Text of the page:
Some say that he has two left hands, and his nose can tell when it will rain. All we know is that he's called DFM.

Tuesday, April 21, 2009

Episode 48: In Which DFM Wreaks Havoc on Korean Law And Order And Wags His Finger At English Ethnocentrism

When I got to school today this girl was waiting around and seemed to be one of the first students there.  She sat beside me on this bench and put her shoes on with me.  The school's hedgehogs have had some babies, so this girl was keen to tell me about the new baby in her family.  I didn't understand what she was saying, but it seemed to be positive so I gave her a high five (I'll feel like an idiot if I find out later she was telling me the baby died).

It's hard to pick a favourite student since so many of them make me laugh, but if I had to pull a Peggy Hill and "accidentally" take one of the kids back to Canada with me it would be this girl with the golden smile (and the Minnie Mouse ears).

I can't walk down the hallways without causing whatever line I'm sure the teacher worked very hard to put her children in disintegrate.  Luckily I was going to the same class as these children, because by the time they stopped to say "hello" to me fifteen times they were way behind their classmates.  I also got a chance to try out my new Korean word "kapshida," which means "let's go!"  Actually, it's not a new word for me, but I don't know the polite way to use this word so I've had to wait until I could find someone younger than me in order to use it properly (remember the rigid hierarchy here).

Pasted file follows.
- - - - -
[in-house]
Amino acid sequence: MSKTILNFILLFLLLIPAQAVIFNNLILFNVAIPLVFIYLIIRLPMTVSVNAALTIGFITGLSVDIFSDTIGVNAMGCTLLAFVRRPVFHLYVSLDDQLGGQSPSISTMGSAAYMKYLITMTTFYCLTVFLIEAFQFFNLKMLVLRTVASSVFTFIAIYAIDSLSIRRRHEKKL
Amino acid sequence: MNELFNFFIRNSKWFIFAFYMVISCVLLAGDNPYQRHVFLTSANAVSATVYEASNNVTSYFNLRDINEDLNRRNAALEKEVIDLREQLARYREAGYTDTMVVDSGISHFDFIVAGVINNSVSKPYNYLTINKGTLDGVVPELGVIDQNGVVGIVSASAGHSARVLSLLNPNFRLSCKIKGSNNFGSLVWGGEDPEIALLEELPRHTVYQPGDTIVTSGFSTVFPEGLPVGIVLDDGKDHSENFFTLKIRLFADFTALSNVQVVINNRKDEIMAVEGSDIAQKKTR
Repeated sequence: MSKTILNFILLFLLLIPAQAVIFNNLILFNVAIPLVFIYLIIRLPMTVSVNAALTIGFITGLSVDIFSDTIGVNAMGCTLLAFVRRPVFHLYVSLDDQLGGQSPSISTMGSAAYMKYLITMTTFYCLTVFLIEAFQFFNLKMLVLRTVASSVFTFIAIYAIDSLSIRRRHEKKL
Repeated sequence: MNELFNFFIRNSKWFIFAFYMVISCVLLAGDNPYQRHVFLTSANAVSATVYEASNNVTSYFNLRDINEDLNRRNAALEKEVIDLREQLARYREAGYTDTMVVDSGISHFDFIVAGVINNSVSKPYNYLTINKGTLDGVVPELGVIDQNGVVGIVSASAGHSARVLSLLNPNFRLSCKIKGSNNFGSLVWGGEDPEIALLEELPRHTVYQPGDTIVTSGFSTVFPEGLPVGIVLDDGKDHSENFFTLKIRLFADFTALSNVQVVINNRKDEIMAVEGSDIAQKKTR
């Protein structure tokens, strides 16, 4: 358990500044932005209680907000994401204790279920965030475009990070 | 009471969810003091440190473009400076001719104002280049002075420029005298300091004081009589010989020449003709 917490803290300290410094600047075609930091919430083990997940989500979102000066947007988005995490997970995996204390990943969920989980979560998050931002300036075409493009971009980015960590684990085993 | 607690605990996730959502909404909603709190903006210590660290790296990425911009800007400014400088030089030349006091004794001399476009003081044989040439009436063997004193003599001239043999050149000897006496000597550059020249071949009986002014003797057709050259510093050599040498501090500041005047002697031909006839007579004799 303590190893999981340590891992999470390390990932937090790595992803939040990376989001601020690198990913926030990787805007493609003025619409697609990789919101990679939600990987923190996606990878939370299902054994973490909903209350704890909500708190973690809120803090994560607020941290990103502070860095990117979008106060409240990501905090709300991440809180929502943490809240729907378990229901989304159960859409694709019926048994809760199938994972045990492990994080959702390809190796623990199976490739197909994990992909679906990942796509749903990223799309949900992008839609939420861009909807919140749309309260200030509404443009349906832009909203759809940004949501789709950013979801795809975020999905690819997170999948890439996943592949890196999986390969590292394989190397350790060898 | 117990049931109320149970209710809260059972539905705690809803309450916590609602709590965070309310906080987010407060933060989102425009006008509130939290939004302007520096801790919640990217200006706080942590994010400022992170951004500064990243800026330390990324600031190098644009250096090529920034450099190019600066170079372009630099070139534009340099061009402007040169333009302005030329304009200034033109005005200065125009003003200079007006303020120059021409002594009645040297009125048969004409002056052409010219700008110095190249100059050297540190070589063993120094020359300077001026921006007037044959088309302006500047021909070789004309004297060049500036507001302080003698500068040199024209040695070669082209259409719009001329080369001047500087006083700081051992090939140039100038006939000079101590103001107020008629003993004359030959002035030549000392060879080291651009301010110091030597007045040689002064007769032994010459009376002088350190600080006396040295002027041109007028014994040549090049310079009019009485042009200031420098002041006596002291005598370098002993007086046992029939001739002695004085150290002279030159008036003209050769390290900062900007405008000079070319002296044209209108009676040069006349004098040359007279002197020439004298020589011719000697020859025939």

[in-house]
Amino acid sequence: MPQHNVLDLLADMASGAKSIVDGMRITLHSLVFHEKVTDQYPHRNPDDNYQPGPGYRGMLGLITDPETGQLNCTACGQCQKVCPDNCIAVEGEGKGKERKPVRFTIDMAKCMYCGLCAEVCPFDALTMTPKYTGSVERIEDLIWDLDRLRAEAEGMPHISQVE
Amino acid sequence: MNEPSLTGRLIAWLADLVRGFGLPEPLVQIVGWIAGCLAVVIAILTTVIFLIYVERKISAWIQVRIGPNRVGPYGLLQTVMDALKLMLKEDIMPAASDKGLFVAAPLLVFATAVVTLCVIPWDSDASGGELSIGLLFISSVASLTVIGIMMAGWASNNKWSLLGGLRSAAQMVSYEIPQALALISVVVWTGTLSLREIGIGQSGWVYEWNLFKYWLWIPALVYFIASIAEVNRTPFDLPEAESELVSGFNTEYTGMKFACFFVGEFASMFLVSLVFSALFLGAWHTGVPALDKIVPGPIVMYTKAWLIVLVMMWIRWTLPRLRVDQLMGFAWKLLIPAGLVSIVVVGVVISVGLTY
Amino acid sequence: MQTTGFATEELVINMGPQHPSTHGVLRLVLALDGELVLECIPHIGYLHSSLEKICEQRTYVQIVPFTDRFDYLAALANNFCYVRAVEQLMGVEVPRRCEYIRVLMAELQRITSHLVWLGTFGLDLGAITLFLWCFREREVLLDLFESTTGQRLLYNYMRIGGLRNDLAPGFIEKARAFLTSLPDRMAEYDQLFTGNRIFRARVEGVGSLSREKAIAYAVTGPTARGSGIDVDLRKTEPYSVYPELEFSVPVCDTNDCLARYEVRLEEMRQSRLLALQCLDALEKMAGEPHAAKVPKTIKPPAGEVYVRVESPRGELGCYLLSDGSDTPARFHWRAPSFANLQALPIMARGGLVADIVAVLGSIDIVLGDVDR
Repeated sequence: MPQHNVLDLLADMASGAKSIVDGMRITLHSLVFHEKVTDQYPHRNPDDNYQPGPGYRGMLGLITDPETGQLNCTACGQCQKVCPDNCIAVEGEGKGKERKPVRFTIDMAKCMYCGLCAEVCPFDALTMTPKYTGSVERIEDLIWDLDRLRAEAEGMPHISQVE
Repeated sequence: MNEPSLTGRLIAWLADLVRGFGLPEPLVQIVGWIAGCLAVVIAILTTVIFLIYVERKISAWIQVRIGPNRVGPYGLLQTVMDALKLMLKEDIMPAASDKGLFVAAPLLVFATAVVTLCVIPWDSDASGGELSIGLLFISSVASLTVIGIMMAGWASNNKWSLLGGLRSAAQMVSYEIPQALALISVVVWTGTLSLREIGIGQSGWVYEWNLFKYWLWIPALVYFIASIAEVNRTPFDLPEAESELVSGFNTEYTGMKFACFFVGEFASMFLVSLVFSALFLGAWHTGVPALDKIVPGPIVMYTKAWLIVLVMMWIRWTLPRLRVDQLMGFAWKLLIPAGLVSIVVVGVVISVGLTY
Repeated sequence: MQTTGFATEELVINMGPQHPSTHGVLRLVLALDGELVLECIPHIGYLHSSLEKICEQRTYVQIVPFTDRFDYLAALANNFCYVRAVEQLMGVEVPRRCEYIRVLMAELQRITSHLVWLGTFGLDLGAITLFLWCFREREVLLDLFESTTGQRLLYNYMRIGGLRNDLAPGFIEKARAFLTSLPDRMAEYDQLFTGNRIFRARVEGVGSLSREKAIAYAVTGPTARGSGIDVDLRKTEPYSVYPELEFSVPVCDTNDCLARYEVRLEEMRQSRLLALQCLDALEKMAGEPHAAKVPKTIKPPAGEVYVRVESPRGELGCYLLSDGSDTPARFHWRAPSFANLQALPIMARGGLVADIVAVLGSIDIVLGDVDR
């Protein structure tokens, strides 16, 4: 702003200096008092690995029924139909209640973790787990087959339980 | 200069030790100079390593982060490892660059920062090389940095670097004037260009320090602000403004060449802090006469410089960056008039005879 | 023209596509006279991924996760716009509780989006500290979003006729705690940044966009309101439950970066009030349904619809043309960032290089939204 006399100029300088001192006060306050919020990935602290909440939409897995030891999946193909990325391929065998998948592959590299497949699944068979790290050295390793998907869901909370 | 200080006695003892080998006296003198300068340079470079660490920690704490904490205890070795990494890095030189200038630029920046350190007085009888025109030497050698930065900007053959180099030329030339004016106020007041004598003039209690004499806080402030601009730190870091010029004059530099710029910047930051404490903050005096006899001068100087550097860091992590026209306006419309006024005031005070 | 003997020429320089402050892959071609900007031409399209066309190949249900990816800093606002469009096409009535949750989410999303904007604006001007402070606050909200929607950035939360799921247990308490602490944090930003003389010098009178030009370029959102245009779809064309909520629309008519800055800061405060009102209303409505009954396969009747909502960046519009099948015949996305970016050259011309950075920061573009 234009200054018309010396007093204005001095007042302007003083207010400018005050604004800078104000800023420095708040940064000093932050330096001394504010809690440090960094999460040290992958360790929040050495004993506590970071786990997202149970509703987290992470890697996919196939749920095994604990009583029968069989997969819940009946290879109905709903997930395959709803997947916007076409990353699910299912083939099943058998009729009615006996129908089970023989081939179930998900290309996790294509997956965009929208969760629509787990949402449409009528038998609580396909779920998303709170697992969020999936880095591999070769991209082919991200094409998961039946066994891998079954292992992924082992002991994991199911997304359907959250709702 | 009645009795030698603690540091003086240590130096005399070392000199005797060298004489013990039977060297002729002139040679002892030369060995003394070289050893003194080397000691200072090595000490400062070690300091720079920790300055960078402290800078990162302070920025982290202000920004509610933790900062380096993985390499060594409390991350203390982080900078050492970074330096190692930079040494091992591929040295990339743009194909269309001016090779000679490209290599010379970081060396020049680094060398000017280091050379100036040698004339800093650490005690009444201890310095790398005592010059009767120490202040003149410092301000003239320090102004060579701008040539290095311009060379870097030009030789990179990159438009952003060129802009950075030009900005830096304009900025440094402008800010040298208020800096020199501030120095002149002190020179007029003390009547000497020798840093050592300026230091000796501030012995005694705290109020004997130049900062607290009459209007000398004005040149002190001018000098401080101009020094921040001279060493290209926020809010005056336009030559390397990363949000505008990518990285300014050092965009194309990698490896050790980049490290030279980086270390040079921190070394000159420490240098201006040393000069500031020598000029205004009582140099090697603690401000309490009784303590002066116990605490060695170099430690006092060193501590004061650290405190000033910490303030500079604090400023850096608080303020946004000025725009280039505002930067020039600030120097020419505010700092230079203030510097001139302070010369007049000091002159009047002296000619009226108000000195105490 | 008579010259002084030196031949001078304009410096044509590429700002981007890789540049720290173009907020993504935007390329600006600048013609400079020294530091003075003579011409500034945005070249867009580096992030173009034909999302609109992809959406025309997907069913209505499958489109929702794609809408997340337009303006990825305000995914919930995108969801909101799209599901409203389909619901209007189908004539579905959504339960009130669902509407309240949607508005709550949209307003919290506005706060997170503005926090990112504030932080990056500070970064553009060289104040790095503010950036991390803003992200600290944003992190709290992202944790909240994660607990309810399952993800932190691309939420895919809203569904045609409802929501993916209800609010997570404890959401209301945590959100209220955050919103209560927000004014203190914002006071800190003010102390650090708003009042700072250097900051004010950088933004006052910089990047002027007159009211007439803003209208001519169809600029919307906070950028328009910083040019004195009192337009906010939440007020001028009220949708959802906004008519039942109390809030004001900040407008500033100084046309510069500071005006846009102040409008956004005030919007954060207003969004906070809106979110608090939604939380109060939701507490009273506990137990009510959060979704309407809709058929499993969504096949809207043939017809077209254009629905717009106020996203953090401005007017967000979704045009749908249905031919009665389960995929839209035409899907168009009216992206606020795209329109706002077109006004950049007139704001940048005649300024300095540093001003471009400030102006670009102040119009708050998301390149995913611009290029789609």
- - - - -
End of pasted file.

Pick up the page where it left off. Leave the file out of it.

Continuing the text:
This boy made me take a picture of him with his glue.  He was pretty proud because it was a new glue, fresh out of the package.

I don't know what caused it, but Eugene Park (at the back) and the boy in the front were engaged in a silly dance here.  (Note:  Park, like Lee, is a surname that does not exist in the Korean language.  It is pronounced "Pock.")

The six year olds were making pictures of ants by cutting out circles in newspaper and glueing them onto a sheet of paper (part of some "Newspaper In Education" fad going through the countries schools).  Many of the kids wanted to show their pictures to me.  At the top of the page you can see that this girl had drawn every picture for which she knew the English name.

I think this was probably Thomas the "Shark Boy" again.  Take a minute to look at some of the items he included in his ant picture.  I think he was trying to spell "car," but I'm not sure.

More London ethnocentrism here.  A "famous building in Great Britain" is Big Ben.  I can't deny that, but you'd think that Great Britain was England after using this book (the children already do).  Sadly, Fight Girl (colouring) had developed a bit of a fever towards the end of the day, so she had lost some of her usual spunk.

I'm not sure how this girl made it, but if you wear a hat like this you're going to get in my blog.

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